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Gioachino Greco vs NN
"Greco Roamin'" (game of the day Nov-10-2004)
Miscellaneous Game (1620), ?, rd 41
Bishop's Opening: Lopez Variation (C23)  ·  1-0
ANALYSIS [x]

FEN COPIED

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Given 74 times; par: 42 [what's this?]

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Kibitzer's Corner
< Earlier Kibitzing  · PAGE 3 OF 3 ·  Later Kibitzing>
Feb-02-09
Premium Chessgames Member
  johnlspouge: Monday (Very Easy):

Greco vs NN, 1620 (23.?)

White to play and win.

Material: B for N+P. The Black Kd8 has 1 legal move, to c7, which the White Bf4 would cover, if Nd6 were not in the way. A check with Nd6 is therefore a likely candidate, but all checks with Nd6 presently lead to its capture. The Black Rf8 stops the check Nd6-f7+, but it can be deflected with a pattern similar to Philidor’s Legacy (a smothered mate).

Candidates (23.): Qe8+

23.Qe8+ Rxe8 [Kc7 Qxf8 is ruinous] 24.Nf7#

Feb-02-09
Premium Chessgames Member
  patzer2: For today's easy Monday puzzle solution, White forces a mate-in-two with the Queen pseudo sacrifice 23. Qe8+!
Feb-02-09  Shubes82: I think its great how these old games went all the way to checkmate, although I think part of that must have been because half of these "NN's" didnt realize what was coming. I can just picture this guy after the 24th move, looking for a couple ways to capture the knight or move his king to safety then a "oh, well...i guess thats checkmate."
Feb-02-09  FabrikaLaHun: <johnlspouge: [Kc7 Qxf8 is ruinous]> Is Rxe8 Nf7# much better? :-)
Feb-02-09  goodevans: <FabrikaLaHun: <johnlspouge: [Kc7 Qxf8 is ruinous]> Is Rxe8 Nf7# much better?> Yes. It shows you've recognised the utter hopelessness of the position and have the good grace to allow your opponent the chance to deliver a pretty mate. :)
Feb-02-09
Premium Chessgames Member
  Once: <Shubes82: I think its great how these old games went all the way to checkmate>

One possible explanation is that this game might not have really been played over the board. We suspect that many (maybe even all) of Greco's games were constructs, where he either invented or adapted a game to show a particular tactical theme.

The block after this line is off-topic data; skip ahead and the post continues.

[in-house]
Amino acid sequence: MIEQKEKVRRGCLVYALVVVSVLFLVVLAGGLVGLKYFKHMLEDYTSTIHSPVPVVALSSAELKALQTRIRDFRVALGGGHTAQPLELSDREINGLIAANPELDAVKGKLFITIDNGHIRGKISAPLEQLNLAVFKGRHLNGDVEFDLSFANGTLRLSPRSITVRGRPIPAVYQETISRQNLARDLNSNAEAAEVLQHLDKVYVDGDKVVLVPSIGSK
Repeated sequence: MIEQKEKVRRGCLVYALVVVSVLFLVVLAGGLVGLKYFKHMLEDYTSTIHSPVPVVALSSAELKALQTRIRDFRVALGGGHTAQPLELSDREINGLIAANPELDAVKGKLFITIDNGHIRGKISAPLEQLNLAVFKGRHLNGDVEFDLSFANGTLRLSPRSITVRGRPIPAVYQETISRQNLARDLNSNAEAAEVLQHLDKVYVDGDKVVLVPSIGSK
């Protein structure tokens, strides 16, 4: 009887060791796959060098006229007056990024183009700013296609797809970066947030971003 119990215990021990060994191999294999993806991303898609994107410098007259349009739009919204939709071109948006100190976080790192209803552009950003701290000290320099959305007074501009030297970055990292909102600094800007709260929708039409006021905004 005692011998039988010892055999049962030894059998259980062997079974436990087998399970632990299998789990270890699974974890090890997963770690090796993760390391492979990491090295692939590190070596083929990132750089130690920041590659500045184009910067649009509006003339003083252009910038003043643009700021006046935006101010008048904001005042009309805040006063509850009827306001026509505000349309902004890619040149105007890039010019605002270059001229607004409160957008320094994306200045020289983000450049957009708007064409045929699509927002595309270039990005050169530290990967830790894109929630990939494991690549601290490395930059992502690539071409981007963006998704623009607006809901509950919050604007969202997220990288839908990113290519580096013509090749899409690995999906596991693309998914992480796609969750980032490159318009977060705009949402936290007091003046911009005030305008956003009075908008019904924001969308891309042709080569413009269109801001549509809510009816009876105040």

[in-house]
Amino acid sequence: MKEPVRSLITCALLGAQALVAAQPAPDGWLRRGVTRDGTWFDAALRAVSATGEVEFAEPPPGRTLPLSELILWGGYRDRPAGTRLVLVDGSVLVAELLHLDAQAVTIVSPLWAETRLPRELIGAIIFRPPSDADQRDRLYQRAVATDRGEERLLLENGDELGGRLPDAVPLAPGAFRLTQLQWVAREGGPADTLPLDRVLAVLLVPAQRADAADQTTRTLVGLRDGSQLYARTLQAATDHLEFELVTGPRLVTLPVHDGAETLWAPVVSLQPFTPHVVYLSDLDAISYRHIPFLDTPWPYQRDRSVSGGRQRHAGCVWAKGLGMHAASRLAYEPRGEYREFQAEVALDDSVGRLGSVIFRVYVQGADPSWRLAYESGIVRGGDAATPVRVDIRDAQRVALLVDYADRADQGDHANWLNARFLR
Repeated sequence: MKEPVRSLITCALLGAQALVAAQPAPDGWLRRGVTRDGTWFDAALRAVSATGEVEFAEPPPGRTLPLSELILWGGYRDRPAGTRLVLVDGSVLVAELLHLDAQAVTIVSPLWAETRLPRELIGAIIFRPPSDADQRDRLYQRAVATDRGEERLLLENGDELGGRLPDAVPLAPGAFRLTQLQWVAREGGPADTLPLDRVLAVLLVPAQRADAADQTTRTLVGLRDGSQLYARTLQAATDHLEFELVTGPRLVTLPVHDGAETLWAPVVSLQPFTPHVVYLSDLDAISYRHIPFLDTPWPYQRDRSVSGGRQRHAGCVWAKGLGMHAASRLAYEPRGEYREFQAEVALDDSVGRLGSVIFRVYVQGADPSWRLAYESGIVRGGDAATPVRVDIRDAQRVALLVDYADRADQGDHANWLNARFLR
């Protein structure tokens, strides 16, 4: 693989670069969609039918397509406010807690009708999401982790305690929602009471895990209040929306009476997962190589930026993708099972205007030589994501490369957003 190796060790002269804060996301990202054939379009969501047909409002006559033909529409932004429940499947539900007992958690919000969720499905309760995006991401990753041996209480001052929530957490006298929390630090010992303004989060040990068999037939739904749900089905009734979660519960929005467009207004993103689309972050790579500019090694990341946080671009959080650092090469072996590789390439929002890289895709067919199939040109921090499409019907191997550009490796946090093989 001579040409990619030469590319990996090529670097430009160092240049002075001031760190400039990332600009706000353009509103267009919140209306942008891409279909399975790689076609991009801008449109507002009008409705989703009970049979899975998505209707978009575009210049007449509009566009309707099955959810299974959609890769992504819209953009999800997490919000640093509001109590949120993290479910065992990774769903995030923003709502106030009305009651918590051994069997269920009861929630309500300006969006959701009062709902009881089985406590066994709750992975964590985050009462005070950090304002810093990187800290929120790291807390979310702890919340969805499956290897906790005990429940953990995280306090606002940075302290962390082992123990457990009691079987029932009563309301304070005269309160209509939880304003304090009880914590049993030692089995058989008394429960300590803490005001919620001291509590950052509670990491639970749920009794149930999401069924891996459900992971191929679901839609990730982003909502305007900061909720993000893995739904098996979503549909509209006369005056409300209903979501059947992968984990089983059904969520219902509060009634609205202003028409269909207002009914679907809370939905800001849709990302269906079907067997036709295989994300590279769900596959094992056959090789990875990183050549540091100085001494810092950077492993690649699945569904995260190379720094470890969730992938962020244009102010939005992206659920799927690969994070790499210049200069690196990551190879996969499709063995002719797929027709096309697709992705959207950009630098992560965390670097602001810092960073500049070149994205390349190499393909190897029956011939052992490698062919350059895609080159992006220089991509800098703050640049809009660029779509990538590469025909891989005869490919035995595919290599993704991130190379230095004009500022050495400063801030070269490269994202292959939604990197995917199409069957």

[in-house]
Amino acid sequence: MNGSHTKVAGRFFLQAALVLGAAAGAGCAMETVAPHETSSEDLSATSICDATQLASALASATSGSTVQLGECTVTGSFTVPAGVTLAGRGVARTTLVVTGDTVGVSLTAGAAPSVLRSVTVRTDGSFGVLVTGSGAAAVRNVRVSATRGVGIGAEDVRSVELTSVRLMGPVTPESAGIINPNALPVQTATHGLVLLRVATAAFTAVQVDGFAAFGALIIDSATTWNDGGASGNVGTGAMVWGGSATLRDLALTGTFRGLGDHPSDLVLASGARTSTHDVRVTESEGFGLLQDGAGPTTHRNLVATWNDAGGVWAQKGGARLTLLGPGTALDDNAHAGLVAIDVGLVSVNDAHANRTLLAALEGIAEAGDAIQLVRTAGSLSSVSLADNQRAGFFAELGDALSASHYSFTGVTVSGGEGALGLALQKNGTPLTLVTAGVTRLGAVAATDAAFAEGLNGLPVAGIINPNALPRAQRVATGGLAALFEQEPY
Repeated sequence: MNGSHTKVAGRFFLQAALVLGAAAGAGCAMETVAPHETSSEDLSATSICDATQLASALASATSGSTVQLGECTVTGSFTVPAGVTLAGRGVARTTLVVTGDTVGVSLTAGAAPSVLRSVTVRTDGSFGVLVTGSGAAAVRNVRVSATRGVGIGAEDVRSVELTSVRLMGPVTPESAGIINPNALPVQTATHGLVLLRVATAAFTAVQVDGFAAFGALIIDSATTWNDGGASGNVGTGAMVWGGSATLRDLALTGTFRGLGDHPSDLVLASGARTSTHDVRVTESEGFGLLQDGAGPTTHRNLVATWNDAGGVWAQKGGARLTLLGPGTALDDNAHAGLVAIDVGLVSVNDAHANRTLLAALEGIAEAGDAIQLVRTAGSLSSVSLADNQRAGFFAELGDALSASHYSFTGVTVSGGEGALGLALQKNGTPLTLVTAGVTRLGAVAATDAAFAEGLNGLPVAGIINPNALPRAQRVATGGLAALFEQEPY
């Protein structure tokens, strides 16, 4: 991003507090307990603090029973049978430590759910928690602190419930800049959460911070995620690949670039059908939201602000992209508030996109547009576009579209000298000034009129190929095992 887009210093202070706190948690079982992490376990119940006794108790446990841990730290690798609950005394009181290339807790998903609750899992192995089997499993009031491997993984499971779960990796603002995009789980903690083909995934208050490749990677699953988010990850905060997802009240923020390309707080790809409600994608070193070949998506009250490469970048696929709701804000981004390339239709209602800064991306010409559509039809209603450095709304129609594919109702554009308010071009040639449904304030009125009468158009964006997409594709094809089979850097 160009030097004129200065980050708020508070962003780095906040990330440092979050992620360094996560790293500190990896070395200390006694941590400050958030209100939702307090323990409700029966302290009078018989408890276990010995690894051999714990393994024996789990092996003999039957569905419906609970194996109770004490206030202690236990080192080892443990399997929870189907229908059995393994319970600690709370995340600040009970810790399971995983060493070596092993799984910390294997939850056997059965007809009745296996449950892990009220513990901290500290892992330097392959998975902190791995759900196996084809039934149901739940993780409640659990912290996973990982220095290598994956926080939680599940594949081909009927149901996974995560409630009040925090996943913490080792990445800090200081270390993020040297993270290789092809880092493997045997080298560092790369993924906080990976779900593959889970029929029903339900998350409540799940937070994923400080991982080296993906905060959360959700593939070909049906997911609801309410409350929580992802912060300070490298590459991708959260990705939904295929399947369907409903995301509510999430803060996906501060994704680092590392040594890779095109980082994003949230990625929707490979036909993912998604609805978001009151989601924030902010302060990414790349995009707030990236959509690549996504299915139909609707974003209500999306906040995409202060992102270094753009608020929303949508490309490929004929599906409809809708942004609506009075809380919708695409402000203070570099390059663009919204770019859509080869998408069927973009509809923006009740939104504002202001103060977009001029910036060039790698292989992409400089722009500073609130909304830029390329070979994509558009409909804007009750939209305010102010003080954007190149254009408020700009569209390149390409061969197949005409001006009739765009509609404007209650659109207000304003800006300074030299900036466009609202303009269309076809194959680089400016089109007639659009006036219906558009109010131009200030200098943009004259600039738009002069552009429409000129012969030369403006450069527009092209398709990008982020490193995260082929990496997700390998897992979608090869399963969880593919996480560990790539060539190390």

This could explain why NN walked into the mate rather playing the less pretty (but still losing) 23...Kc7.

Feb-02-09
Premium Chessgames Member
  SmotheredKing: 23. Qe8+, when ...Rxe8 leads to mate by 24. Nf7# and 23. ...Kc7 drops the Rf8, not to mention setting the king up for a discovered check which will claim the queen if not prevented, AND hang the Ne7. In short, 23. Qe8+, 1-0
Feb-02-09
Premium Chessgames Member
  whiteshark: omg, I got it.
Feb-02-09
Premium Chessgames Member
  cu8sfan: <fouard: Why does this thread start with posts from 2004?> Because people have kibitzed here before the game was chosen as Puzzle of the Day. This is quite common.
Feb-02-09
Premium Chessgames Member
  kevin86: Here is a case of Philidor's legacy-before Philly was even born. Maybe it should be called Greco's legacy-except...

Was Greco a real person or a collection of people? Were these games or just compositions?

Like Shakespeare to some,Greco is a real mystery.

A typical Monday puzzle:queen sac followed by mate.

Feb-02-09  Knight101: I didn't see the back rank mate. I would have played 23.Nf6+ hoping to win a rook and trun a positional advantage into a decisive material advantage. Either way Black's position is lost because didn't castle and excessive pawn play during opening, a playing style of 1600. A playing style I have played many a times and been punished for playing.
Feb-02-09